During the first month, it was a nightmare. FOMO ran through my Autistic, ruminating mind. What are they saying? What’s happening? What are they going to do to me next?

Lost sleep and the added stress gave me perpetual sweats, slight tremors, stomach pains, and panic attacks. Psychologically speaking, it was almost as bad as the manipulation I suffered from the cancer scammer. This must be what it feels like for drug addicts to quit.

By the end of the second month, and this is the good news, all of those symptoms and stressors faded away. It left me wondering why I had ever posted anything online at all, at any time. Why should anyone care?

When you are in the process of actually deleting your Facebook account, the website immediately engages in manipulation. They start with how they’re “sorry to see you go.”

The two main points of manipulation are key. The first is a fear of loss, when they warn you that all of your data and everything will be “permanently deleted after thirty days.”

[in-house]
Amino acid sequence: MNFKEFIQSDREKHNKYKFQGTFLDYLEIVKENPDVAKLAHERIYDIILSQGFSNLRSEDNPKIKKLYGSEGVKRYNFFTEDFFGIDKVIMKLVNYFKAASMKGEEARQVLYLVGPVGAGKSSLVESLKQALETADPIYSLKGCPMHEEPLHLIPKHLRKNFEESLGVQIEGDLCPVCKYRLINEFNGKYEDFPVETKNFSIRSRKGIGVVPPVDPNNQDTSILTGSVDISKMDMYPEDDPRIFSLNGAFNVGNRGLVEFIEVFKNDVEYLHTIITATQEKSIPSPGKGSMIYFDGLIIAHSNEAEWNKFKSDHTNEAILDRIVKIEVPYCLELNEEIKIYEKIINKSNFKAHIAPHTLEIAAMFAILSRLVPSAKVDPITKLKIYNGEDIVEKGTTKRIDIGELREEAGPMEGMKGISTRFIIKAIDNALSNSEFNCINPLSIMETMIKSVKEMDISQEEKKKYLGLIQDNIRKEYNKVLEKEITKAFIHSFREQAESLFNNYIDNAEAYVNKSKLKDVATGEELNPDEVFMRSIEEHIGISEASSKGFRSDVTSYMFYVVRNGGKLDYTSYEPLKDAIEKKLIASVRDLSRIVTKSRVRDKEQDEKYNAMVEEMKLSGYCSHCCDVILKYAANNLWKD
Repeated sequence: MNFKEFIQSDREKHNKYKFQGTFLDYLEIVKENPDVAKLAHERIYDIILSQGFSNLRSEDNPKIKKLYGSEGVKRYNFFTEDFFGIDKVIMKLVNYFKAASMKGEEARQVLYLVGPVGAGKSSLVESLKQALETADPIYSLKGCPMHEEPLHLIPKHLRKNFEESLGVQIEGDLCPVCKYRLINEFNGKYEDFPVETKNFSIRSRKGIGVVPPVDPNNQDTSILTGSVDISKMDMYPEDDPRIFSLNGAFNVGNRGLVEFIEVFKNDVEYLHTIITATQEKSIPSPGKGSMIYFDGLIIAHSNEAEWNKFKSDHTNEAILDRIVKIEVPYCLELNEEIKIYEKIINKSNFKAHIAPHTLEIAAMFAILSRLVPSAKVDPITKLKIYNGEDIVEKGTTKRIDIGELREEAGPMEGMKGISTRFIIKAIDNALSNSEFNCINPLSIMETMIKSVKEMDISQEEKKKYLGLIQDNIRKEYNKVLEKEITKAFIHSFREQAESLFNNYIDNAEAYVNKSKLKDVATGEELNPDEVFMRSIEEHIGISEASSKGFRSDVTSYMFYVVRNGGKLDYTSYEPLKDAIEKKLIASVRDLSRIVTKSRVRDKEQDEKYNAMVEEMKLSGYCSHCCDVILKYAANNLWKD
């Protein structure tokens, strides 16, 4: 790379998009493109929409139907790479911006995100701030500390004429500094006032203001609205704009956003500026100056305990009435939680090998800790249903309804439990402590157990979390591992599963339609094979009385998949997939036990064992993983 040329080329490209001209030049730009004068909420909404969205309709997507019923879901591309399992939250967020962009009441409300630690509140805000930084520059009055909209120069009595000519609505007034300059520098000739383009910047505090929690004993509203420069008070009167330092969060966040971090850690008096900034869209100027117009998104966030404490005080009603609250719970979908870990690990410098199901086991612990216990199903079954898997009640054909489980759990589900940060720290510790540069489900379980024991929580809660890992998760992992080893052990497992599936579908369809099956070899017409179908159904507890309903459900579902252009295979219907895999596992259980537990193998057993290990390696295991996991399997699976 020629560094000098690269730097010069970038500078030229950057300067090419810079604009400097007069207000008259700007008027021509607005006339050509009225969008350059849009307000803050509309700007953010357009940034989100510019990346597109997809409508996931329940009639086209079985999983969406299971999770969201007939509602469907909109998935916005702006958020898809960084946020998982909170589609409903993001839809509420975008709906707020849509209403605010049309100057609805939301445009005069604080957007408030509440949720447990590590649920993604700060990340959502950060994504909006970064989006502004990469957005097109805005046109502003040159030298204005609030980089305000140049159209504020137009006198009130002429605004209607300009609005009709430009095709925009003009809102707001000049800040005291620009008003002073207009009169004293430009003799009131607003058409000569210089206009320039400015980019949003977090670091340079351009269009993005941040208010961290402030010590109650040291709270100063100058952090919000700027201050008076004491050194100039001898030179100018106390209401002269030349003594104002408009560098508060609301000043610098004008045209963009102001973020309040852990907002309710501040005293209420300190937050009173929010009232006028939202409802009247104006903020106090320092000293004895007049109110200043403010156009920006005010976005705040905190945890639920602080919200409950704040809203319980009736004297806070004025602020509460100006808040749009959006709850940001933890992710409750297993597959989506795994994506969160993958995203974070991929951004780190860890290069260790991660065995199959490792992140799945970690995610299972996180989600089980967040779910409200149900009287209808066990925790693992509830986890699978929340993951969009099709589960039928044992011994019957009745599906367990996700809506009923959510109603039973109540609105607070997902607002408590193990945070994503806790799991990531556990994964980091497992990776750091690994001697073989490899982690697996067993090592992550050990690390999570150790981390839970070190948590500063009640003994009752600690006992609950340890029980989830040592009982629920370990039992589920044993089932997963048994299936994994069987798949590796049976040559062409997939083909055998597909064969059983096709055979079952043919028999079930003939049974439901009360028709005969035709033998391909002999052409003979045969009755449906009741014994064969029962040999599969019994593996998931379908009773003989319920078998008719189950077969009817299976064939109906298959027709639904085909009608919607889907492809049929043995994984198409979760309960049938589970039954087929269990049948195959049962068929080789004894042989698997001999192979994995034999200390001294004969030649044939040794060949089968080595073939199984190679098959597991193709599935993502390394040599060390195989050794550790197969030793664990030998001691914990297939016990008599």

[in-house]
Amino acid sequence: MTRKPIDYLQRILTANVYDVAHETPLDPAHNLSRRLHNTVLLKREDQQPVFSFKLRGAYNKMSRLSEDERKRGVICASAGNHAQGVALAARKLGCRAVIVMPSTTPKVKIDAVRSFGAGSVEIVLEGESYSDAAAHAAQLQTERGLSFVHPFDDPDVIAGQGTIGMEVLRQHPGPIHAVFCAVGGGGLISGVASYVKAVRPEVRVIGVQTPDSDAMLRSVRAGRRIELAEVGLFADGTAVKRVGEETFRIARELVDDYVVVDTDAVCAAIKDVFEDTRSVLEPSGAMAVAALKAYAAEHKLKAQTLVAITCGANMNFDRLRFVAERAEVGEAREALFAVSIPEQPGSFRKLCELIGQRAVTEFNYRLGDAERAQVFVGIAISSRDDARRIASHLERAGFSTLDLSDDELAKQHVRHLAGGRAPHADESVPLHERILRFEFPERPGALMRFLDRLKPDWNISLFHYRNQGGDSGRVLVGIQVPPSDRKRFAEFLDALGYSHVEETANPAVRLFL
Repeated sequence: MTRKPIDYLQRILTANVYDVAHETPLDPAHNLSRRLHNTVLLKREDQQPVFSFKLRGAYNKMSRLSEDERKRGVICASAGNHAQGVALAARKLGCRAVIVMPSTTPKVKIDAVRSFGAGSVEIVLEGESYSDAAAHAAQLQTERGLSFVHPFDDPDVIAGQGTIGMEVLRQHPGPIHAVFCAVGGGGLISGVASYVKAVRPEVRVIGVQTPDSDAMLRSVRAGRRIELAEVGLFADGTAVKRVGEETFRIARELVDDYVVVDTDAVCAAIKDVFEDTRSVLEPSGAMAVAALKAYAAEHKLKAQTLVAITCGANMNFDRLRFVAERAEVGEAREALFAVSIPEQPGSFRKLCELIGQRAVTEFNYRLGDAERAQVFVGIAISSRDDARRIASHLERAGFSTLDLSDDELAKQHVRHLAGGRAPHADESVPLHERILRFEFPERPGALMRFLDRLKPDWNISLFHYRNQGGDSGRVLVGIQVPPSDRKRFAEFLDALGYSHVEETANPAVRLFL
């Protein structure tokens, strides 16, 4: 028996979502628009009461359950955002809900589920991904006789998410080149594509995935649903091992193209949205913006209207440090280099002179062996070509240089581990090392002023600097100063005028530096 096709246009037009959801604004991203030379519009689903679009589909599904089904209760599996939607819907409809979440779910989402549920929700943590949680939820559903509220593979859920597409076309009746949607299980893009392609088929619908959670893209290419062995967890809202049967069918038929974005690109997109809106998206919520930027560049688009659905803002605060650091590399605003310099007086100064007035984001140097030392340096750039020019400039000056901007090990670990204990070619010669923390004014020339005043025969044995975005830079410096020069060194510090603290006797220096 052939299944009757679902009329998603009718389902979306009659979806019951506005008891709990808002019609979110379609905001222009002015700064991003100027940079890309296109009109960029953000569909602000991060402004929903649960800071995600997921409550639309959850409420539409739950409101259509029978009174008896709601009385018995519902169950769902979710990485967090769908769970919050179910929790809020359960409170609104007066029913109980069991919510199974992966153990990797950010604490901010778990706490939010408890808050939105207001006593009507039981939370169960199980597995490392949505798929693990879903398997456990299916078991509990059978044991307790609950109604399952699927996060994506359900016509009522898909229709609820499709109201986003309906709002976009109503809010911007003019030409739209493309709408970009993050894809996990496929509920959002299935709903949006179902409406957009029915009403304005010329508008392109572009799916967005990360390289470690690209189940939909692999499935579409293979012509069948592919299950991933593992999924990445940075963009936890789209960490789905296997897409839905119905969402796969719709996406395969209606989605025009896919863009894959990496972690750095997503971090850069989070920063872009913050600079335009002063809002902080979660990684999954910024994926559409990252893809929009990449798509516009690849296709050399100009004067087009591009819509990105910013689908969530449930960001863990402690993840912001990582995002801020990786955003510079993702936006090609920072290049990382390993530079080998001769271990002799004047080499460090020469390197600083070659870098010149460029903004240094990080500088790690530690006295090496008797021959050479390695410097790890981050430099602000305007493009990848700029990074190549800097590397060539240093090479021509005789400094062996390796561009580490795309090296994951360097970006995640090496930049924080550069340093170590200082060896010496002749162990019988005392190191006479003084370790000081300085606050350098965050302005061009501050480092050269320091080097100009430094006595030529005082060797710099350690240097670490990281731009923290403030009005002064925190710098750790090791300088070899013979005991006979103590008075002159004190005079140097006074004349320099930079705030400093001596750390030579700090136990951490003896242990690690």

This is a complete lie. My account was deleted and NOT re-activated for FIVE years. In my attempt to create a new account in mid-2019, I found that the system noticed me and funneled me into a process that resulted in my OLD account being revived.

There is one other big lie.

They will show a handful of random “friend” from your list, and they will tell you that these people will “miss you” if you go.

There are a few reasons why that turned out to be a big lie. I have been searchable online since search engines have existed. Google came into being in 1998, and I’ve owned my website since 1999. Before that, I was on other services, so there was no excuse.

A friend looking for me online in 1993, or even 1987, could have found me.